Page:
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Recession fuels insider threat risk

Imperva : 23 October, 2009  (Technical Article)
Imperva comments on the recent arrest of a Ford employee for stealing confidential information in the context of the global increase in insider threats
The arrest of a former product engineer at Ford for stealing sensitive design documents worth millions of dollars is just one of many insider threats occurring on a regular basis nowadays, says Imperva, the data security specialist.

"As Personally Identifiable Information (PII), credit cards, and financial information become more commoditized on the black market, we're going to start seeing more attacks focused on sensitive data that is considered intellectual property - such as Ford's design documents. " said Brian Contos, Chief Security Strategist at Imperva.

"Insiders abound regardless of the state of the economy, however, in difficult economic times the number of insider attacks is known to increase. Malicious insider actions are often triggered by some type of crisis - personal, financial, or professional" he added.

According to Contos, the greatest threats are from the inside. Insiders can operate more quickly, easily, and with greater stealth than an outsider.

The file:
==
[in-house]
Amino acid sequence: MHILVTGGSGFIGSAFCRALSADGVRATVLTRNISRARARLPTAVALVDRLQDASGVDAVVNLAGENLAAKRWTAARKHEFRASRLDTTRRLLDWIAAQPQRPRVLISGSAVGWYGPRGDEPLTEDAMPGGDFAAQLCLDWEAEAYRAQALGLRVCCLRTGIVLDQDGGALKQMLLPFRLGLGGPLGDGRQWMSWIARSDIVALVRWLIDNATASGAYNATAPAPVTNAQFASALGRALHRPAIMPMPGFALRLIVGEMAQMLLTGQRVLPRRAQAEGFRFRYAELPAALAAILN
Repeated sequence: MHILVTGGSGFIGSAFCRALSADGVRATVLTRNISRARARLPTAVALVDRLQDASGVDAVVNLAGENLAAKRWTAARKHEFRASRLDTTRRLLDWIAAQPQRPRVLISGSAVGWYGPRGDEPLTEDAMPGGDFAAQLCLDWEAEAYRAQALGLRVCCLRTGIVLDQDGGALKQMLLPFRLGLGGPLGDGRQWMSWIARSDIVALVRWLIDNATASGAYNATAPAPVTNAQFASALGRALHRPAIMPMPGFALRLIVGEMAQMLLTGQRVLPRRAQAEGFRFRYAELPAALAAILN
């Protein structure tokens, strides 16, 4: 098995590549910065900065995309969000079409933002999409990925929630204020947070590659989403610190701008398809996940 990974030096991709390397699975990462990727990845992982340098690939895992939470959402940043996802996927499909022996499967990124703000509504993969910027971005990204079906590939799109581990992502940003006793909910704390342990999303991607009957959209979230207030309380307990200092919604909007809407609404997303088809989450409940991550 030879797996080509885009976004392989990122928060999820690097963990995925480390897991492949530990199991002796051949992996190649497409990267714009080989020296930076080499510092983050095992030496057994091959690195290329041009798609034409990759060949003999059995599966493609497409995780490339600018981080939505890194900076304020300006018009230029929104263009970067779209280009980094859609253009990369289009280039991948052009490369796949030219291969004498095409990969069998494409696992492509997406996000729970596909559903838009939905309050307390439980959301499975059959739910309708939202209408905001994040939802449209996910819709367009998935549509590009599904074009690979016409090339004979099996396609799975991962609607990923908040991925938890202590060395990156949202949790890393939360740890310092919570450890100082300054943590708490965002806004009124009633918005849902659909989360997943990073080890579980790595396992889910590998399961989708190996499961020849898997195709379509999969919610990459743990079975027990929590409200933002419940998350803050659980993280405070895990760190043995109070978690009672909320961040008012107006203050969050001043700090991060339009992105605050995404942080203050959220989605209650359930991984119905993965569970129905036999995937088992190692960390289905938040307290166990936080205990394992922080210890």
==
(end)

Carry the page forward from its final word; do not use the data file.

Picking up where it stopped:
Insiders have two things outsiders don't: trust and access, he comments. This makes barriers to committing the crime less of a technical issue and more of an ethical one. Criminals know this, and they know the return on investment of recruiting an insider is better than an external attack: why hack when you can recruit.

While the case at Ford deals with sensitive data theft, consider attacks on critical infrastructure supported by nation-states or even terrorist organizations, he explained. The impact of a malicious insider is far more devastating than that of an external attacker.

Never before has so much information been so easily accessible by so many, added Contos. This in combination with a difficult economic environment is a perfect storm for malicious insiders.

"Unfortunately the actions Xiang Dong Yu (aka Mike Yu) aren't that dissimilar from other high profile incidents of insider threat where millions of dollars worth of intellectual property were stolen and given to competitors" explained Contos.

Some examples include:

* A Chinese national—a programmer at Ellery Systems in Boulder Colorado transferred proprietary source code to a Chinese competitor Beijing Machinery. Subsequently, foreign competition directly attributed to loss of the source code drove Ellery Systems into bankruptcy. This incident was partially responsible for the 1996 Economic Espionage Act.

* Yonggang (Gary) Min plead guilty to stealing $400 million in trade secrets from DuPont in 2006 after ten years as a research chemist with the intention of bringing it to a competitor.

* Three Coca-Cola employees were charged with stealing confidential information and samples of a new drink and trying to sell them to Pepsi.
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